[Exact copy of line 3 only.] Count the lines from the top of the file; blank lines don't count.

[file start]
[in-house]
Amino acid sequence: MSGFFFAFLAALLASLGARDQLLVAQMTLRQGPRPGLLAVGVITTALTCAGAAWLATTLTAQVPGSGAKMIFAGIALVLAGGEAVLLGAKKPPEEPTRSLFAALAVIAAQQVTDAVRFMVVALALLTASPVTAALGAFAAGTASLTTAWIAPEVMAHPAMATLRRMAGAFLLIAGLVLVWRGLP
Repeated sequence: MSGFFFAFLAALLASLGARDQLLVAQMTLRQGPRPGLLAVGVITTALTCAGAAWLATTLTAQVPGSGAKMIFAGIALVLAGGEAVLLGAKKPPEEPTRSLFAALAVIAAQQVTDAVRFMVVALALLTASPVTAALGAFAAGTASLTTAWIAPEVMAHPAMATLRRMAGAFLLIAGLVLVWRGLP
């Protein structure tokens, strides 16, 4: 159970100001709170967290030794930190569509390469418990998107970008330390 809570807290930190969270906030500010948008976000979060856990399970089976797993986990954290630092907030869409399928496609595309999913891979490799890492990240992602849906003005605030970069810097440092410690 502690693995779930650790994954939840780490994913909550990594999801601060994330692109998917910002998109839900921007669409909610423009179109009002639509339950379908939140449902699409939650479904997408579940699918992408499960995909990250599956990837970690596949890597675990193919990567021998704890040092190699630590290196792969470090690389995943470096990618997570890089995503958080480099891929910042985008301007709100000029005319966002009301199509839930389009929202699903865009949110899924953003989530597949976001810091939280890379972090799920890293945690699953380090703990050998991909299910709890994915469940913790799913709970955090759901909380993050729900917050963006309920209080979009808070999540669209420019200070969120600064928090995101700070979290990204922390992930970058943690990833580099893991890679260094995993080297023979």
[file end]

Repeated sequence: MSGFFFAFLAALLASLGARDQLLVAQMTLRQGPRPGLLAVGVITTALTCAGAAWLATTLTAQVPGSGAKMIFAGIALVLAGGEAVLLGAKKPPEEPTRSLFAALAVIAAQQVTDAVRFMVVALALLTASPVTAALGAFAAGTASLTTAWIAPEVMAHPAMATLRRMAGAFLLIAGLVLVWRGLP